Dreaming on the Rails
Sitting on a train heading away from London, my thoughts move with the rhythm of the rails and images from the past week flash before my eyes. I am never prepared for the experience of being back in this city; somehow it always takes hold of my heart and teaches me something new, even when I think that I have nothing left to learn.
We arrived early on a Friday morning and spent a weekend haunted by jet lag. The city was in the middle of a heat wave which intensified as the week moved through its cadence of hours and days. We walked in our old neighbourhood and spent long evenings at home talking together into the dark summer quiet. I made two visits to the Halcyon Gallery during my stay; they are showing a new exhibition of Bob Dylan’s paintings from the Beaten Path series. The words and pictures I saw there frame my memories of our London days this year.
Usually when I am in London it’s the ghosts of the people we once were who surprise me. Somehow this visit was different; or was it me in reality? I spent time on the streets of my past for sure; I took my children and sister to Oxford on a Monday afternoon. We lunched with my tutor, a dear friend, and explored the college library, now dusty in the heat of summer and hunted for lions with my daughter whose favorite book at bedtime is currently the charming Lion in the Library! I caught up with old friends and revisited favourite places but somehow all the while London was a present tense experience, forcing me to stand still and drill into the essence of my situation and being. Perhaps this is due to the length of time that has now elapsed since we departed for the great unknown of America, perhaps it is simply due to my own age and time of life. Whatever the reason I was suddenly sharply aware of how, in life on the West Coast, a degree of escapism is possible, conscious or otherwise, and how imperative it is to remember that in the end every escape simply ends up in a further tightening of the noose. As Dylan says,
‘I believe that the key to the future is in the remnants of the past. That you have to master the idioms of your own time before you can have any identity in the present tense’
The paintings hanging in the Halcyon are wonderful to spend time with. My daughter and I took refuge there on the hottest day of the week when temperatures in the city hit 101 degrees. Stepping out of the blinding heat into the dark cool of the gallery was benediction enough, then to be transported by Dylan’s images was a joy indeed. The paintings originated in drawings made whilst on tour and then brought to life with paint and colour later. Often several different iterations of the same scene were created, only one of which is presented for sale as the final piece by the gallery. As I gazed at these pictures which convey so many aspects of America with such deep affection that they render words meaningless, I felt the impatient pull from the irrepressible land we now call home. I remembered that I have always felt that tight connection; long before we ever moved our lives across the ocean. It was as if while gazing at the paintings I was seeing backwards in time and also understanding the present more completely.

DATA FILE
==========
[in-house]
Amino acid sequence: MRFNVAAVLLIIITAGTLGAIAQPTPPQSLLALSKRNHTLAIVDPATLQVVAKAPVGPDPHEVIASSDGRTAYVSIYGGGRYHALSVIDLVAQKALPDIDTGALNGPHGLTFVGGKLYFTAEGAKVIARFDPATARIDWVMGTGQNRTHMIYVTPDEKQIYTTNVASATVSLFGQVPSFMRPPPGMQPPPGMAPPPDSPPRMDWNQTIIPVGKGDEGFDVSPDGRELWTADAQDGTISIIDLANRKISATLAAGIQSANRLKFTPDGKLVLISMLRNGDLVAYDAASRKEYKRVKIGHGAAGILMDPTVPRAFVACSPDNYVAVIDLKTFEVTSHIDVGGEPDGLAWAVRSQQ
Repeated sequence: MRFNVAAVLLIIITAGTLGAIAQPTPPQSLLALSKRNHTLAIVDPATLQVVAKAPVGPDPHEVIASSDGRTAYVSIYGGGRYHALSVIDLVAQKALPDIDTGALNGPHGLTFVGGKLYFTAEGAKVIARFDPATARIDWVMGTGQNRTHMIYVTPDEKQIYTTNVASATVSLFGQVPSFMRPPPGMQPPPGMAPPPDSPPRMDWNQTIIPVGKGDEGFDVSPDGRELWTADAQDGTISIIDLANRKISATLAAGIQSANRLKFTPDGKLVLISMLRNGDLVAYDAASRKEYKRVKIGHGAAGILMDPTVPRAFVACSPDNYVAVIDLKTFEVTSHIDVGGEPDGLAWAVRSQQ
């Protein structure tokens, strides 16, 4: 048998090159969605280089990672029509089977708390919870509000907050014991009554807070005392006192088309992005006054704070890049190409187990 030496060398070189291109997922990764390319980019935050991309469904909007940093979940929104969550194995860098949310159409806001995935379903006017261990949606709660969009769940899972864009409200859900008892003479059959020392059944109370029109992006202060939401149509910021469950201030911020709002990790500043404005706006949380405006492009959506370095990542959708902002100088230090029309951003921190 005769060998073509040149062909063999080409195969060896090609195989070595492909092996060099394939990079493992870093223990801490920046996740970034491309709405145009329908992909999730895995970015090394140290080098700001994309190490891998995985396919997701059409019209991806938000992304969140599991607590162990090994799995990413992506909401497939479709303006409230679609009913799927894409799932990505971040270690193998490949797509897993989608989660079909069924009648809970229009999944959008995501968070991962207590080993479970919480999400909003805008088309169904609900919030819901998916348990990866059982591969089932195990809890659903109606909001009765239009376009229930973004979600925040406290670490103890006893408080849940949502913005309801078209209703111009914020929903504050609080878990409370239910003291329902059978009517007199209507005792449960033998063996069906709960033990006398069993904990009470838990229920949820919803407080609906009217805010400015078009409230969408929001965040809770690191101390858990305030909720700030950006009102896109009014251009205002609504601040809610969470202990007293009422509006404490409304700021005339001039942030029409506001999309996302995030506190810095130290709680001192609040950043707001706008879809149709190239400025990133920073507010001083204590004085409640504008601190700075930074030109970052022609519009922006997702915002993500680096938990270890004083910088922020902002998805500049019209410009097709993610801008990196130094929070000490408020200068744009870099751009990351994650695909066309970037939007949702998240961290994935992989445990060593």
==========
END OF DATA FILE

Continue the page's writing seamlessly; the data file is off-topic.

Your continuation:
During the following days my thoughts kept returning to some text from an earlier exhibition, Drawn Blank, that the gallery had printed on one of the exhibition walls. The quotation gives voice to an aspect of Dylan’s creative process and my second visit was spurred by a desire to capture the words precisely. We returned on a morning full of grey and rain with a close friend who is both architect and artist. Exploring the paintings once more, we discussed the elements of Dylan’s technique and I was able to capture his words which even now as we near our destination in the South West of France I hear ringing in my ears.
‘I try to live as simply as is possible and was just drawing whatever I felt like drawing, whenever I felt like doing it. The idea was always to do it without affectation or self-reference, to provide some kind of panoramic view of the world as I was seeing it at the time’